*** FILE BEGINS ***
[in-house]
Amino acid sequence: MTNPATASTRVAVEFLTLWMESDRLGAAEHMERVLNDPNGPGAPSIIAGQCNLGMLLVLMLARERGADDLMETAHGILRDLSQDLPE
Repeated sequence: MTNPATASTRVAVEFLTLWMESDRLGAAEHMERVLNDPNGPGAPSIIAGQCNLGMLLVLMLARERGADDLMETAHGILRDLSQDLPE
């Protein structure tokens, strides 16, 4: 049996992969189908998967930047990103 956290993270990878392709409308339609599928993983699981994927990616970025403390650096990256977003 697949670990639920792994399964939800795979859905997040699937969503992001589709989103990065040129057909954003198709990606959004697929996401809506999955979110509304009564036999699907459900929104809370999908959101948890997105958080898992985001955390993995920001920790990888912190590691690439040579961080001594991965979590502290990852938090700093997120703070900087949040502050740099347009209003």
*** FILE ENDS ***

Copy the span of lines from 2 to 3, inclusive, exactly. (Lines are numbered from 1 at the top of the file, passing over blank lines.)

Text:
Amino acid sequence: MTNPATASTRVAVEFLTLWMESDRLGAAEHMERVLNDPNGPGAPSIIAGQCNLGMLLVLMLARERGADDLMETAHGILRDLSQDLPE
Repeated sequence: MTNPATASTRVAVEFLTLWMESDRLGAAEHMERVLNDPNGPGAPSIIAGQCNLGMLLVLMLARERGADDLMETAHGILRDLSQDLPE